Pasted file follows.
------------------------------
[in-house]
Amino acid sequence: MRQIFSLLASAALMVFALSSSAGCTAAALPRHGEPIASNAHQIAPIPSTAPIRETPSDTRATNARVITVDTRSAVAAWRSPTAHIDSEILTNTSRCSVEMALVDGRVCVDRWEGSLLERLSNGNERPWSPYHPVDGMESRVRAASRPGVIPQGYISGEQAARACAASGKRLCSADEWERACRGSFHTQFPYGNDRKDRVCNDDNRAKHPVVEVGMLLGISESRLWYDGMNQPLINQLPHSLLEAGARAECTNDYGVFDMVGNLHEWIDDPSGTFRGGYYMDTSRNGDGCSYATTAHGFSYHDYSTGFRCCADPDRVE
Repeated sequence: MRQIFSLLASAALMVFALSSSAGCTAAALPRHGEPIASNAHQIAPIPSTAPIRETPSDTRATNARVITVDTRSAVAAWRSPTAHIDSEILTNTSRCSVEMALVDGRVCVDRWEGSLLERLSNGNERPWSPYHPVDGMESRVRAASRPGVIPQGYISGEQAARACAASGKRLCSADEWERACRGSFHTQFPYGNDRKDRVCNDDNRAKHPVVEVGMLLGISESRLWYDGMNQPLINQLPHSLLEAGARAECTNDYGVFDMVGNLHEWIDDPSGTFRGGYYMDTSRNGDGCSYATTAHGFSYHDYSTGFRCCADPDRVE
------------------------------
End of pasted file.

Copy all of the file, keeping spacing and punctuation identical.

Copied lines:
[in-house]
Amino acid sequence: MRQIFSLLASAALMVFALSSSAGCTAAALPRHGEPIASNAHQIAPIPSTAPIRETPSDTRATNARVITVDTRSAVAAWRSPTAHIDSEILTNTSRCSVEMALVDGRVCVDRWEGSLLERLSNGNERPWSPYHPVDGMESRVRAASRPGVIPQGYISGEQAARACAASGKRLCSADEWERACRGSFHTQFPYGNDRKDRVCNDDNRAKHPVVEVGMLLGISESRLWYDGMNQPLINQLPHSLLEAGARAECTNDYGVFDMVGNLHEWIDDPSGTFRGGYYMDTSRNGDGCSYATTAHGFSYHDYSTGFRCCADPDRVE
Repeated sequence: MRQIFSLLASAALMVFALSSSAGCTAAALPRHGEPIASNAHQIAPIPSTAPIRETPSDTRATNARVITVDTRSAVAAWRSPTAHIDSEILTNTSRCSVEMALVDGRVCVDRWEGSLLERLSNGNERPWSPYHPVDGMESRVRAASRPGVIPQGYISGEQAARACAASGKRLCSADEWERACRGSFHTQFPYGNDRKDRVCNDDNRAKHPVVEVGMLLGISESRLWYDGMNQPLINQLPHSLLEAGARAECTNDYGVFDMVGNLHEWIDDPSGTFRGGYYMDTSRNGDGCSYATTAHGFSYHDYSTGFRCCADPDRVE